that said, there are trends, and after a bit of digging, i found that the admissions average of high school students entering uoft for engineering was a 91.7% in 2013, with only 30% of applicants admitted (see page 13 of the faculty’s annual report).

unfortunately the report doesn’t mention transfer applicants, but given that they will look at your high school transcript when considering you for admission, those stats might come in handy.

in terms of your university grades, if you’re at a 3.52 now, you’re above the minimum for consideration (a mid-B average). the higher you can get above that, the more likely your chances.

and if you’ll be spending next year getting your science prerequisites, you’ll likely do a lot better than you did while in IR. if you got a 3.52 in a program you don’t like, imagine what you can do in a program that you do.

all in all, it’s not hopeless. just because you’re transferring from the faculty of arts & science, doesn’t mean you don’t have a chance. despite the fact that engineering students often treat FAS students as slightly better than a pile of dirt, you’re not worthless if you’re transferring from artsci. so do your best to ignore all the snooting.

as for taking eng. classes while you’re taking your prereqs, i doubt they’ll allow that. certain departments will allow you to audit a course, but it’s quite a process; you have to pay and apply and yada yada yada. these professional faculties tend to be pretty guarded, to be honest. you can always call and ask, though.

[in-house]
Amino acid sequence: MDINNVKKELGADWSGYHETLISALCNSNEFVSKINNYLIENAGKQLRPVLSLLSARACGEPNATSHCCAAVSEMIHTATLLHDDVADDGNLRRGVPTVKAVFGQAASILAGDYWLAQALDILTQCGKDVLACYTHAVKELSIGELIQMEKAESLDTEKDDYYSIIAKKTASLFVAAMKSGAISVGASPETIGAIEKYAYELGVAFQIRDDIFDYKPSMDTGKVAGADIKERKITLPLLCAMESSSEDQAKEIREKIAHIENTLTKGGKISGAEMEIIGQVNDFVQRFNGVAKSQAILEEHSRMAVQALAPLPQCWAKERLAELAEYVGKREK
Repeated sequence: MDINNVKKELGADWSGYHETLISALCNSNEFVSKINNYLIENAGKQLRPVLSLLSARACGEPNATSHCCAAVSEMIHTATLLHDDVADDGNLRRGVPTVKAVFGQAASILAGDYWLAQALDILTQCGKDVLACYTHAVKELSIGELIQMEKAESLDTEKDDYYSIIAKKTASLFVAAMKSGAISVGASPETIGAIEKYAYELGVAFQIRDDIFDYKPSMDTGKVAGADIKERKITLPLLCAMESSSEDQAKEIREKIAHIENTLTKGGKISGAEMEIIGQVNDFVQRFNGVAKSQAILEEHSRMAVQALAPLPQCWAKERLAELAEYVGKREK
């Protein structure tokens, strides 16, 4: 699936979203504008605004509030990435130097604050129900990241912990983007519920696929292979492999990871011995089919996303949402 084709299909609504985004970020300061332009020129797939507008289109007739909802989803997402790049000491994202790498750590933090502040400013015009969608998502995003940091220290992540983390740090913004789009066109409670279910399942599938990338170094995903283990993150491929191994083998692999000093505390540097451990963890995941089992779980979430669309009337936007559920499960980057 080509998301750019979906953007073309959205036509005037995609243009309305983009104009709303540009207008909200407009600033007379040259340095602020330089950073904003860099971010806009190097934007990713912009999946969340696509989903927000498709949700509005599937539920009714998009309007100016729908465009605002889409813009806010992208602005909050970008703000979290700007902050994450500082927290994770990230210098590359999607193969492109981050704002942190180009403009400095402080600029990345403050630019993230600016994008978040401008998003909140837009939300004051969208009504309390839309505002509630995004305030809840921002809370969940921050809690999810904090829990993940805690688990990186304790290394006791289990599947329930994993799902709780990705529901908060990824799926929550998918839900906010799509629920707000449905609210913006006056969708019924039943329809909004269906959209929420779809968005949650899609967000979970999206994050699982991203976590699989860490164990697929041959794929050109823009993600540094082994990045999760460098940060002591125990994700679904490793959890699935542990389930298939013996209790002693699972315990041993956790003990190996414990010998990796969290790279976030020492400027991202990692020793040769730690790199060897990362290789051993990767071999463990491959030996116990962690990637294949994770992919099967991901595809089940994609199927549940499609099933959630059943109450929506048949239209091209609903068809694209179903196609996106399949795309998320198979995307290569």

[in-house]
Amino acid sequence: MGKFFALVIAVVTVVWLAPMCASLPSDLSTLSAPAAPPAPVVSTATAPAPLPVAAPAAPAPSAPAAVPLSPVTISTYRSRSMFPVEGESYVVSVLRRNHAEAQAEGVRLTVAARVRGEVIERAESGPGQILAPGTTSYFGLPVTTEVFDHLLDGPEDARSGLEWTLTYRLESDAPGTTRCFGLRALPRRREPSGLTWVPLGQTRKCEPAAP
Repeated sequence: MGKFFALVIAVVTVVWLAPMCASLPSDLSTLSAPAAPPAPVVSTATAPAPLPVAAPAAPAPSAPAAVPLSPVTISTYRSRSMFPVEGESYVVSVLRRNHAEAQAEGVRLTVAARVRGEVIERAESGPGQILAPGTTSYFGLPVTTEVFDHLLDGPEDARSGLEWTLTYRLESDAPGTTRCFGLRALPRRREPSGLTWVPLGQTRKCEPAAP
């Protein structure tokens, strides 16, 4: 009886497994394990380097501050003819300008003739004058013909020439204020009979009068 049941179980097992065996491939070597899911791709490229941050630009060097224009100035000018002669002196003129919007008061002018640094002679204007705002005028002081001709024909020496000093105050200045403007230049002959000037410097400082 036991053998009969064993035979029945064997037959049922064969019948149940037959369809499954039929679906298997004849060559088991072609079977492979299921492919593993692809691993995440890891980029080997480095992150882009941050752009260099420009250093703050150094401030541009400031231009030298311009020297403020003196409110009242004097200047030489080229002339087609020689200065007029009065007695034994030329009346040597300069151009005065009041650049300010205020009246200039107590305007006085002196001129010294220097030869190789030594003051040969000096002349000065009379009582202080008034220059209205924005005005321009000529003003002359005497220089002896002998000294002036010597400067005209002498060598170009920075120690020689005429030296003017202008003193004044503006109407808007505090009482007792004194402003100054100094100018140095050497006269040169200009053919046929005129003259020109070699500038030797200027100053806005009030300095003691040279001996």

finally, i doubt taking a year off will impact your admission. you can definitely talk to your college registrar’s office about it if you’re unsure, but i think that as long as your high school marks are still within 5 years ago by the time you apply, you should be good.

take the year if you need it. rest. cry a little bit, if you need to – it’s good for you. work. goodness knows, the engineering faculty’s tuition could use some saving for.

all in all: admission is definitely competitive, and probably even more so for transfer applicants. however, if it’s something you really want to do, i say go for it. you can always switch into a science POSt in the faculty of arts & science if you don’t get in, and you’ll regret it later if you don’t at least apply.

best of luck,



i just love mac n cheese. better than engineering, definitely.

hey aska
im extremely upset today because i just did very poorly on a very important test and midterm marks are due in about three weeks. basically im a grade 12 student. i know u guys hate admissions questions but please try to answer me truthfully so i can mentally prepare myself for failure if it’s to come. i was sure that i can get low 90s in physics and calculus but i think i’ll be getting high 80s (like around 88) in both of them (this is the most likely case, there is a chance of me getting a 90 on the dot). i had a low 80 in advanced functions so i was trying to make up for it with my calculus and physics marks but that’s not happening. i had a low 90 in chemistry and biology and have high 90s in english and my elective. what are my chances of getting into uoft engineering (chemical or civil)? my average should be around 89 at the lowest, 91 at the highest. i would say i did well on my video interview and i have very strong extracurriculars – i think i have a strong student profile form.